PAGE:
Woodman’s Grocery Delivery

Many supermarkets, such as Woodman’s in Madison, WI, provide home delivery service to their customers. To request a delivery on the next day, a customer must place an order the night before the delivery. Customers can select a desired time window for delivery, usually about 3 hours in duration. The aim of this case study is to demonstrate how supermarkets can make use of ridesharing vehicles to augment their delivery fleet and to develop a model that routes both the supermarkets vehicles and the ridesharing vehicles to satisfy customer demands. The problem can be modeled as a Heterogeneous Fleet Vehicle Routing Problem with Time Windows (HVRPTW). The model is implemented in GAMS and a sample instance is solved using CPLEX. Users can create their own scenarios with the interactive demo.

Problem Description

The retail industry is becoming more customer centric each day. Retailers are introducing new features and services to attract more customers. For example, Walmart is exploring ways to make shopping easier for their busy customers. In June 2016, the chain launched a pilot project to test last mile delivery through services like Uber and Lyft. Here is a quote from Walmart’s blog [1]:

A customer in one of the test locations places their grocery order online and selects a delivery window. Our personal shoppers, highly-trained Walmart associates, will carefully select and prepare their order. Then, our team may request a driver from one of these services to come to the store, pick up the customer’s order, and take it directly to the customer’s location. It’s all seamless to the customer. They pay us our normal $7-10 delivery charge online, and make no payment to the driver. We’ll also let them know their order is being delivered by a driver from Uber or Lyft.

Woodman’s Markets, a Wisconsin-based grocery retailer, facilitates home delivery of orders through its website. Currently, orders are delivered using Woodman’s own vehicles and drivers. Because demand is not the same every day, Woodman’s needs to be smart about how it sizes its fleet. If Woodman’s invests in vehicles based on a maximum demand, there will be high capital expenditure and there will be low utilization when demand is low. If Woodman’s invests in vehicles based on smaller demand, there could be times when demand for delivery exceeds vehicle capacity and customers could be lost. Woodman’s could approach this problem by adopting a similar strategy to Walmart of using rideshare services to satisfy excess demand. In this case study, we consider a hypothetical implementation of such a strategy.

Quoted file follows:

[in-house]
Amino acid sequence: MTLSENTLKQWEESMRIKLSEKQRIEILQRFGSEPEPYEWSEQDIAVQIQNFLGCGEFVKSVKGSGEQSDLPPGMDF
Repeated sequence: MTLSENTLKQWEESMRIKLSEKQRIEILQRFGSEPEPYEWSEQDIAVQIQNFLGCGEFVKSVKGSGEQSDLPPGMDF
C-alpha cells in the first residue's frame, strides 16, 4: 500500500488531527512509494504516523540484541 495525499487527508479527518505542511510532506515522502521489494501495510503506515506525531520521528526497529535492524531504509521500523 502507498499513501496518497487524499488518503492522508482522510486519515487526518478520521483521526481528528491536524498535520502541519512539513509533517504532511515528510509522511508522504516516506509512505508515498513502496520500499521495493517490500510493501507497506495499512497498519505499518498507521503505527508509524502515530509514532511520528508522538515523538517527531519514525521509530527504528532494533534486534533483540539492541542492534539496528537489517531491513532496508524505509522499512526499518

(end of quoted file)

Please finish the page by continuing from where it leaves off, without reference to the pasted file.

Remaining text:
The Woodman’s Grocery Delivery problem involves determining a minimum cost set of routes such that each customer will be visited once within its specified time window. Each route starts and ends at the depot (Woodman’s grocery store) and can be completed by a store-owned vehicle or by a rideshare vehicle. Each customer has a given demand, which is expressed in units of the number of standard cartons. The vehicles have capacity limitations, which may differ between the store-owned vehicles and the rideshare vehicles. The store-owned fleet is initially sized to satisfy average demand for delivery and the rideshare vehicles are intended to satisfy excess demand.

This grocery delivery problem can be modeled as a vehicle routing problem with time windows and vehicle capacities. Because the store-owned vehicles and the rideshare vehicles can have different capacities, this problem is a variant of the capacitated vehicle routing problem with time windows known as the heterogeneous vehicle routing problem with time windows. The objective of the problem is to minimize the cost of the routes. The constraints ensure that valid routes are constructed. The same vehicle must enter and exit a customer location or node, and the difference in the load carried by a vehicle before entering and after exiting a customer will be equal to the customer demand. Other constraints enforce the vehicle capacity restrictions, the time window constraints, and the requirement that customer orders are delivered by a single vehicle. There are upper limits on the number of vehicles of each type that can be used, so there may be demands that are rejected by the model because they cannot be accommodated on a route.


The Heterogeneous Fleet Vehicle Routing Problem with Time Windows is a variant of the Vehicle Routing Problem (VRP) in which the characteristics of the vehicles may vary and time windows must be observed. There is a large body of literature on the VRP and its many variants; a number of surveys and books have been written including Cordeau et al. (2007), Golden et al. (2008), and Laporte (2009).